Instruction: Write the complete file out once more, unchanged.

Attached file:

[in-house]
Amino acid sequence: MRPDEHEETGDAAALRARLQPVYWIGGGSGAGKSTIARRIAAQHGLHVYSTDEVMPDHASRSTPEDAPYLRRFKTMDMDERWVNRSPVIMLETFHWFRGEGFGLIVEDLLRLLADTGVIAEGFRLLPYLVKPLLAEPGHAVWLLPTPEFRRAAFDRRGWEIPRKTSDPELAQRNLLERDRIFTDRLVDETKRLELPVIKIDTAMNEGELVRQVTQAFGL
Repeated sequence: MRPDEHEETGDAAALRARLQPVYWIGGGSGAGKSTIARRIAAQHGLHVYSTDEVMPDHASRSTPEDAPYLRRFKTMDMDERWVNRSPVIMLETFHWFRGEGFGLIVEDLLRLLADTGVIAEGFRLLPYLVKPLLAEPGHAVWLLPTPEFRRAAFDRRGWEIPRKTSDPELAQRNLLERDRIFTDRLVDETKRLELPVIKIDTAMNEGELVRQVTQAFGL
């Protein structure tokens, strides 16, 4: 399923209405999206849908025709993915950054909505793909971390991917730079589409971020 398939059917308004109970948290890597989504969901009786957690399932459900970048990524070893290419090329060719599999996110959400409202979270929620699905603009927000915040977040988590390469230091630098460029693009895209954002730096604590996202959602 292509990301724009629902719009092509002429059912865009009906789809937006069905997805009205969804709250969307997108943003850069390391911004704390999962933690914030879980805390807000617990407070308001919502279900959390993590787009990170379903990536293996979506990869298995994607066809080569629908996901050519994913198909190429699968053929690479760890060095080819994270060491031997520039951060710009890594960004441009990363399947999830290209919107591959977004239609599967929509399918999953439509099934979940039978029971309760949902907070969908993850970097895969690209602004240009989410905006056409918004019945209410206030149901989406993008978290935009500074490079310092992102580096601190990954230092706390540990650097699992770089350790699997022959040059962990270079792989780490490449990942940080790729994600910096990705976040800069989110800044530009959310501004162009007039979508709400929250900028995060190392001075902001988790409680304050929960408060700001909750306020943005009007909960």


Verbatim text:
[in-house]
Amino acid sequence: MRPDEHEETGDAAALRARLQPVYWIGGGSGAGKSTIARRIAAQHGLHVYSTDEVMPDHASRSTPEDAPYLRRFKTMDMDERWVNRSPVIMLETFHWFRGEGFGLIVEDLLRLLADTGVIAEGFRLLPYLVKPLLAEPGHAVWLLPTPEFRRAAFDRRGWEIPRKTSDPELAQRNLLERDRIFTDRLVDETKRLELPVIKIDTAMNEGELVRQVTQAFGL
Repeated sequence: MRPDEHEETGDAAALRARLQPVYWIGGGSGAGKSTIARRIAAQHGLHVYSTDEVMPDHASRSTPEDAPYLRRFKTMDMDERWVNRSPVIMLETFHWFRGEGFGLIVEDLLRLLADTGVIAEGFRLLPYLVKPLLAEPGHAVWLLPTPEFRRAAFDRRGWEIPRKTSDPELAQRNLLERDRIFTDRLVDETKRLELPVIKIDTAMNEGELVRQVTQAFGL
């Protein structure tokens, strides 16, 4: 399923209405999206849908025709993915950054909505793909971390991917730079589409971020 398939059917308004109970948290890597989504969901009786957690399932459900970048990524070893290419090329060719599999996110959400409202979270929620699905603009927000915040977040988590390469230091630098460029693009895209954002730096604590996202959602 292509990301724009629902719009092509002429059912865009009906789809937006069905997805009205969804709250969307997108943003850069390391911004704390999962933690914030879980805390807000617990407070308001919502279900959390993590787009990170379903990536293996979506990869298995994607066809080569629908996901050519994913198909190429699968053929690479760890060095080819994270060491031997520039951060710009890594960004441009990363399947999830290209919107591959977004239609599967929509399918999953439509099934979940039978029971309760949902907070969908993850970097895969690209602004240009989410905006056409918004019945209410206030149901989406993008978290935009500074490079310092992102580096601190990954230092706390540990650097699992770089350790699997022959040059962990270079792989780490490449990942940080790729994600910096990705976040800069989110800044530009959310501004162009007039979508709400929250900028995060190392001075902001988790409680304050929960408060700001909750306020943005009007909960």